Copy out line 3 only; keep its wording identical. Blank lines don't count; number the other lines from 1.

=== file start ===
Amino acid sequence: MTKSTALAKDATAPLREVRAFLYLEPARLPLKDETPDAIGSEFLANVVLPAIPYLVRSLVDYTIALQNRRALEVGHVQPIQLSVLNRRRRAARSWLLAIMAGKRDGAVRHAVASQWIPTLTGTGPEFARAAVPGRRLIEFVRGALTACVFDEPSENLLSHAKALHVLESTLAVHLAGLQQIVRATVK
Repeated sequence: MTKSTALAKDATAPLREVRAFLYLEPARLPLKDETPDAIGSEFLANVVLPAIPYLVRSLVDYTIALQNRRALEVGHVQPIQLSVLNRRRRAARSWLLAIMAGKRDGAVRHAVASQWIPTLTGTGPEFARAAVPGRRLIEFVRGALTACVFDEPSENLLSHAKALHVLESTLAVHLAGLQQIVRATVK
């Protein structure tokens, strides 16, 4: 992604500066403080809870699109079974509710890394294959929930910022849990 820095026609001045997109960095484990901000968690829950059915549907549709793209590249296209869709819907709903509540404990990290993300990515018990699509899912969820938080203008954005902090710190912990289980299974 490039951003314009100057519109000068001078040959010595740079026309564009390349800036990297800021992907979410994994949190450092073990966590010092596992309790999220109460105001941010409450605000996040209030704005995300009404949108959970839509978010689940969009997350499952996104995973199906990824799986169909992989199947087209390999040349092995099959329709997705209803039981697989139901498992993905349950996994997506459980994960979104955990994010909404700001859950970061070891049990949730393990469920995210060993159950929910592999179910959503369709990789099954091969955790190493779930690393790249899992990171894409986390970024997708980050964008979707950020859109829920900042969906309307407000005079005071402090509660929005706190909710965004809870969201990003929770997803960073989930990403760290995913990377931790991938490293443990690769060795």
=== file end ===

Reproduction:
């Protein structure tokens, strides 16, 4: 992604500066403080809870699109079974509710890394294959929930910022849990 820095026609001045997109960095484990901000968690829950059915549907549709793209590249296209869709819907709903509540404990990290993300990515018990699509899912969820938080203008954005902090710190912990289980299974 490039951003314009100057519109000068001078040959010595740079026309564009390349800036990297800021992907979410994994949190450092073990966590010092596992309790999220109460105001941010409450605000996040209030704005995300009404949108959970839509978010689940969009997350499952996104995973199906990824799986169909992989199947087209390999040349092995099959329709997705209803039981697989139901498992993905349950996994997506459980994960979104955990994010909404700001859950970061070891049990949730393990469920995210060993159950929910592999179910959503369709990789099954091969955790190493779930690393790249899992990171894409986390970024997708980050964008979707950020859109829920900042969906309307407000005079005071402090509660929005706190909710965004809870969201990003929770997803960073989930990403760290995913990377931790991938490293443990690769060795």